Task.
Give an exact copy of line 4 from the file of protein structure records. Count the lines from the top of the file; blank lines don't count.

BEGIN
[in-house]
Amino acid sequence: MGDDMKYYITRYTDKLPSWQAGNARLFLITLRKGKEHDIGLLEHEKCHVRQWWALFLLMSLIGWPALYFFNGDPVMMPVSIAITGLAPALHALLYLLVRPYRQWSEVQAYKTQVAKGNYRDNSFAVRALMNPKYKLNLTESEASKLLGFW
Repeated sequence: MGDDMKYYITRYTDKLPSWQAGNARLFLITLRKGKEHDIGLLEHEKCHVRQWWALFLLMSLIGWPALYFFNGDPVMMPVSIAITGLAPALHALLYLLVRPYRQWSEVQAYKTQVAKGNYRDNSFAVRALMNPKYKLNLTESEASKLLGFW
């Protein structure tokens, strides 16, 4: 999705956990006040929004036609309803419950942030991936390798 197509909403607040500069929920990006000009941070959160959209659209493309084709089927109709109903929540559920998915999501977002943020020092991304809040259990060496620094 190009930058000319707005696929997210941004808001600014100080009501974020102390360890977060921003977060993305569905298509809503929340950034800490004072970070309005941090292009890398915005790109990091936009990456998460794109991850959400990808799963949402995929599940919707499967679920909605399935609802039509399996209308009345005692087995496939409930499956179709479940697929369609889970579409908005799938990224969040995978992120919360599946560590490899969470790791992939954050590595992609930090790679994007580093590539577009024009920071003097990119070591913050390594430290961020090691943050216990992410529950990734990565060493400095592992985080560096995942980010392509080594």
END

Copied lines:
């Protein structure tokens, strides 16, 4: 999705956990006040929004036609309803419950942030991936390798 197509909403607040500069929920990006000009941070959160959209659209493309084709089927109709109903929540559920998915999501977002943020020092991304809040259990060496620094 190009930058000319707005696929997210941004808001600014100080009501974020102390360890977060921003977060993305569905298509809503929340950034800490004072970070309005941090292009890398915005790109990091936009990456998460794109991850959400990808799963949402995929599940919707499967679920909605399935609802039509399996209308009345005692087995496939409930499956179709479940697929369609889970579409908005799938990224969040995978992120919360599946560590490899969470790791992939954050590595992609930090790679994007580093590539577009024009920071003097990119070591913050390594430290961020090691943050216990992410529950990734990565060493400095592992985080560096995942980010392509080594």